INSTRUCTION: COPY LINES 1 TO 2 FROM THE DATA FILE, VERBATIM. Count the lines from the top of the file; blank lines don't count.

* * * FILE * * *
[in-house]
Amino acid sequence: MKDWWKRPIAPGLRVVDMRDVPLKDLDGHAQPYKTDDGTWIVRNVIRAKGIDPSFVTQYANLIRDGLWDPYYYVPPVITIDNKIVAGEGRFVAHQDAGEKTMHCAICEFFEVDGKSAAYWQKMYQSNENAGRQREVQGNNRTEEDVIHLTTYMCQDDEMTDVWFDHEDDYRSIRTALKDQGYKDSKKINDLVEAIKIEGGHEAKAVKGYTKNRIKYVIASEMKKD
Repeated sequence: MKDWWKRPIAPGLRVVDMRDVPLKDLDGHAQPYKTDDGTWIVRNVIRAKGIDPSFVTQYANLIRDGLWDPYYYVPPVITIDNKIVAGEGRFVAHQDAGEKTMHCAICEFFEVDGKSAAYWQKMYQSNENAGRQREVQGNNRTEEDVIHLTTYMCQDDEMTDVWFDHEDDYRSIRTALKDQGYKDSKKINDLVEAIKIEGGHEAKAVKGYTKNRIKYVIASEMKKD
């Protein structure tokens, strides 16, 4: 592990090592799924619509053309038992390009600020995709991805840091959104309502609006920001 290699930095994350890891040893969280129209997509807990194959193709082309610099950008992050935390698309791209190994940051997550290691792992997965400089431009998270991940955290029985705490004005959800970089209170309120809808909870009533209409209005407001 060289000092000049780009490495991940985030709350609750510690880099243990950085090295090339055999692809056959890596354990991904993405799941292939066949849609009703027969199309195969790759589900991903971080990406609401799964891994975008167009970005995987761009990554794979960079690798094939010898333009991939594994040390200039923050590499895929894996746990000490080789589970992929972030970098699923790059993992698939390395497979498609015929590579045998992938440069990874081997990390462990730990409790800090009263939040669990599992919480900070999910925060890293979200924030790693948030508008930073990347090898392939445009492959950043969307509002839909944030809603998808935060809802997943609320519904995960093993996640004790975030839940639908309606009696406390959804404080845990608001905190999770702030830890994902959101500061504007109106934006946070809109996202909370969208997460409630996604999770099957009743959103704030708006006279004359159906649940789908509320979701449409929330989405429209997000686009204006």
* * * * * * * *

[in-house]
Amino acid sequence: MKDWWKRPIAPGLRVVDMRDVPLKDLDGHAQPYKTDDGTWIVRNVIRAKGIDPSFVTQYANLIRDGLWDPYYYVPPVITIDNKIVAGEGRFVAHQDAGEKTMHCAICEFFEVDGKSAAYWQKMYQSNENAGRQREVQGNNRTEEDVIHLTTYMCQDDEMTDVWFDHEDDYRSIRTALKDQGYKDSKKINDLVEAIKIEGGHEAKAVKGYTKNRIKYVIASEMKKD